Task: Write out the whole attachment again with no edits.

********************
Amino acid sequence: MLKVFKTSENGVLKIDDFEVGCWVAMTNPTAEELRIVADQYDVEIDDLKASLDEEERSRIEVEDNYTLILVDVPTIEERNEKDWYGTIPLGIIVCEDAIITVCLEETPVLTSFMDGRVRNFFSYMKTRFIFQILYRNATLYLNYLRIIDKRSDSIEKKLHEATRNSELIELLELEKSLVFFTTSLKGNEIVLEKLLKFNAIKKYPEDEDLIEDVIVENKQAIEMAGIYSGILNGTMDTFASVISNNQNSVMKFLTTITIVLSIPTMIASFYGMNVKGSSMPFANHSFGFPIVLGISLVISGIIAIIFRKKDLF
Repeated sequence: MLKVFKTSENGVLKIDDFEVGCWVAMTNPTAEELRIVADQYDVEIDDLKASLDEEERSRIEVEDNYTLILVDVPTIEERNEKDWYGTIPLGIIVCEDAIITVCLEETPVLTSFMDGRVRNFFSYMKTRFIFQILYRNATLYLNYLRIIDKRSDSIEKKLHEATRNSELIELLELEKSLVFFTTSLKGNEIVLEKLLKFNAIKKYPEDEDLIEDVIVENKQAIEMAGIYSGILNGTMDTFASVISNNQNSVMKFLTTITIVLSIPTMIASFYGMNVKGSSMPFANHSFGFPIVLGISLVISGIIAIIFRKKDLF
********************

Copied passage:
Amino acid sequence: MLKVFKTSENGVLKIDDFEVGCWVAMTNPTAEELRIVADQYDVEIDDLKASLDEEERSRIEVEDNYTLILVDVPTIEERNEKDWYGTIPLGIIVCEDAIITVCLEETPVLTSFMDGRVRNFFSYMKTRFIFQILYRNATLYLNYLRIIDKRSDSIEKKLHEATRNSELIELLELEKSLVFFTTSLKGNEIVLEKLLKFNAIKKYPEDEDLIEDVIVENKQAIEMAGIYSGILNGTMDTFASVISNNQNSVMKFLTTITIVLSIPTMIASFYGMNVKGSSMPFANHSFGFPIVLGISLVISGIIAIIFRKKDLF
Repeated sequence: MLKVFKTSENGVLKIDDFEVGCWVAMTNPTAEELRIVADQYDVEIDDLKASLDEEERSRIEVEDNYTLILVDVPTIEERNEKDWYGTIPLGIIVCEDAIITVCLEETPVLTSFMDGRVRNFFSYMKTRFIFQILYRNATLYLNYLRIIDKRSDSIEKKLHEATRNSELIELLELEKSLVFFTTSLKGNEIVLEKLLKFNAIKKYPEDEDLIEDVIVENKQAIEMAGIYSGILNGTMDTFASVISNNQNSVMKFLTTITIVLSIPTMIASFYGMNVKGSSMPFANHSFGFPIVLGISLVISGIIAIIFRKKDLF